Dr. Jorge Morales Cardiel

Dr. Jorge Morales Cardiel

Jorge Morales Cardiel has a PhD. Based on his own experiences in Mexico, he studies migration intrinsically from within.

Interview with Dr. Jorge Morales Cardiel

Current affiliation
  • Universidad de Colima, Colima, Mexico
Hosting institute
Institute for Migration Research and Intercultural Studies
Key expertise

Profile according to FFVT taxonomy

Fields of research
Scientific topics

Academic education / CV

PhD: Estudios del Desarrollo. Universidad Autónoma de Zacatecas (UAZ). México.

Master Degree: Máster Universitario en Migraciones Internacionales: Investigación, Políticas Migratorias y Mediación Intercultural. Universidad A Coruña. Spain.

Bachelor Degree: Licenciatura en Geografía y Ordenamiento Territorial. Universidad de Guadalajara (UdeG). México.

Relevant publications


Q1. Who are you?

I´m from the working class of Guadalajara, Mexico. Since the primary education to my PhD, I have attended public schools and universities. It was thanks to my studies that I was able to get out of the increasingly violence settled in the streets of my neighbourhood. Another option would have been to migrate to the United States like several members of my family, something that in the end I did but thanks to the support received from different universities in Mexico, Spain, United States and Germany. Therefore, I continue to be a kind a wanderer who studies migration intrinsically from within.

Q2. What was your motivation for applying for the FFVT fellowship? Why Germany?

The main motivation for apply for the FFVT, is because since the last workshop “Comparative Forced Migration and Refugee Studies – reflexive, postcolonial, international” I admired IMIS institution for their work, dedication and effort to comprehension towards the main issues to forced migrations and comparative studies of these communities of migrants. In addition, because Germany is one of the most respectful countries for the human’s rights of migrants. Something widely recognized in the first decades of this century with the arrival of forced migrants due to different armed conflicts in the peripheries of Europe, received with different degrees of protection corresponding to them.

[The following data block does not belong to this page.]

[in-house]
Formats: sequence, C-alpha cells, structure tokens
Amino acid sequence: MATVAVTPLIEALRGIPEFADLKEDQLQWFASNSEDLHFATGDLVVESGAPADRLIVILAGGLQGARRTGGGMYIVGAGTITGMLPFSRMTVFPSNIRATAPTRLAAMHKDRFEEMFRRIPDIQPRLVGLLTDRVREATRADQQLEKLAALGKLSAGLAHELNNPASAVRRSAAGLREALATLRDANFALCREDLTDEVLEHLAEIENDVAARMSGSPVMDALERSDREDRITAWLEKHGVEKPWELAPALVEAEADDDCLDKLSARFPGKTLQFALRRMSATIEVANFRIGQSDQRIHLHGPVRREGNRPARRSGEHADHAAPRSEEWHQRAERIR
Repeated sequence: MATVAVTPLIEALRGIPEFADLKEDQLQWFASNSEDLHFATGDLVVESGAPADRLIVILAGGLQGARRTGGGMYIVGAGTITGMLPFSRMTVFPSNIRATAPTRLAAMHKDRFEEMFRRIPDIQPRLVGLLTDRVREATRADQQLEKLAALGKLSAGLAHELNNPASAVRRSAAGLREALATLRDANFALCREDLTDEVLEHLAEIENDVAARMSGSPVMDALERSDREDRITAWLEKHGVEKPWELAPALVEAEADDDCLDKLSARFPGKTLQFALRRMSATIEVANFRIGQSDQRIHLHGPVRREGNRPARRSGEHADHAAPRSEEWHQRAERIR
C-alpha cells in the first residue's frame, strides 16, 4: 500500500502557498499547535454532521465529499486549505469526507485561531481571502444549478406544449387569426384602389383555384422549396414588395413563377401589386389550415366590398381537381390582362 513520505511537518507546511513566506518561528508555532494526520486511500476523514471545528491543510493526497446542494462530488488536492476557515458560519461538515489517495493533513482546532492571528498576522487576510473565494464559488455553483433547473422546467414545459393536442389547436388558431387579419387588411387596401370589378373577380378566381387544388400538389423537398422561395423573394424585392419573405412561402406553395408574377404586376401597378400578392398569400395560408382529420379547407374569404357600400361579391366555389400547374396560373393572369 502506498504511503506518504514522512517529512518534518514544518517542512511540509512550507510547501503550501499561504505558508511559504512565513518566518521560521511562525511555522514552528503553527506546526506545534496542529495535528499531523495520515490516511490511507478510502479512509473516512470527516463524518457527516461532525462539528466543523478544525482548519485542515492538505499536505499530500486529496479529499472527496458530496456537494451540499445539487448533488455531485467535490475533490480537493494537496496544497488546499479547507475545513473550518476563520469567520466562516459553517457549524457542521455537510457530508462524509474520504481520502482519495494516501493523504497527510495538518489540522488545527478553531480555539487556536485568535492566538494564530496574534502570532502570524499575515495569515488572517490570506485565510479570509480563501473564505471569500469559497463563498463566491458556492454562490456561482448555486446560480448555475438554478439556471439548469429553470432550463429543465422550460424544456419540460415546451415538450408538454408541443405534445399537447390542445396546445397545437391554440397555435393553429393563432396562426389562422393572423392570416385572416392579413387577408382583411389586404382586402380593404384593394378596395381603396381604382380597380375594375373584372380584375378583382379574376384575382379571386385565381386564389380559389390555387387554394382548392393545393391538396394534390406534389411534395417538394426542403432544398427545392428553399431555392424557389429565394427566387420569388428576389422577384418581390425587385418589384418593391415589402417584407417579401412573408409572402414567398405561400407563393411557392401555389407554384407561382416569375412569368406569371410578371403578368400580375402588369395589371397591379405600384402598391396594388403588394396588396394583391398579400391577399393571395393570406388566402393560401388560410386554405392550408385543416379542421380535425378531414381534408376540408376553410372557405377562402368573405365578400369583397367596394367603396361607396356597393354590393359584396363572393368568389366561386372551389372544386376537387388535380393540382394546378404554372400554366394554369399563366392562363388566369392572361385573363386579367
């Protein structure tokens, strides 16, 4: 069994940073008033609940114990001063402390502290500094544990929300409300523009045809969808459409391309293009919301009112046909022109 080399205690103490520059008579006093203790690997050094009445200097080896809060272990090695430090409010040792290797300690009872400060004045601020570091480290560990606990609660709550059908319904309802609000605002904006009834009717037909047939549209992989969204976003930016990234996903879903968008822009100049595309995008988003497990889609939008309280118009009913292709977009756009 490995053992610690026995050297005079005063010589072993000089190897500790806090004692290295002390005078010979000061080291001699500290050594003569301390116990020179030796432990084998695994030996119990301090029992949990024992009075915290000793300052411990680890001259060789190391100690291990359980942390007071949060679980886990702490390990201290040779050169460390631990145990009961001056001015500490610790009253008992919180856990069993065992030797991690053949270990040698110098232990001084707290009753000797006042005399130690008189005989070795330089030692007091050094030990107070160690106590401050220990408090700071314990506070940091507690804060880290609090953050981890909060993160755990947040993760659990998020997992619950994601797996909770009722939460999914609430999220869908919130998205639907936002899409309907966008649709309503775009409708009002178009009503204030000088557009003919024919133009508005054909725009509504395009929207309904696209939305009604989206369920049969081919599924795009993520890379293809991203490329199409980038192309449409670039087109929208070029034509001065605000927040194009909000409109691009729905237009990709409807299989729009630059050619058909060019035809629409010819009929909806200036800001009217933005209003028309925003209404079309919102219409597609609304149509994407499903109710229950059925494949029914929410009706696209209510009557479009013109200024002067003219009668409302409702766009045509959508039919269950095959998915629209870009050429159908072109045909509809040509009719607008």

Q3. What do you expect from the fellowship?

I expect have a valuable exchange of the situation of the migrants around the world,  especially in the transit countries, go deeper into the political and economic changes, which are reflecting in the restrictive border controls of developing centres and in the growing network of human trafficking in these countries. In addition, to being able to share the experience gained in the empirical field, with my fieldwork done in migrant shelters in Mexico and in the last years, since the pandemic start, on the US-Mexican border. Without ruling out doing fieldwork in the new internal European transit countries.

Q4. What is the focus of your work, and what is innovative about it? / What are your planned outcomes and activities for the fellowship period? And how do they relate to your FFVT hosting institution/ the FFVT cooperation project?

My current FFVT project is focus in the differential experiences of forced displacement between two ethnic groups; garífuna and mestizo from Honduras. I think is innovate it because seeks to compare the differential migration strategies of two populations ethnically distinct but displaced from the same country. For it, I´ll identify forms of discrimination that put populations such as the Garifuna like a disadvantage or an advantage, compared to their mestizo fellow citizens. Highlighting the sociocultural resources that can benefit this Afro-American migrant population. In terms of reaching and assimilate faster their final destination United States, what I call "racial of bridges" or “ethnic bridges”.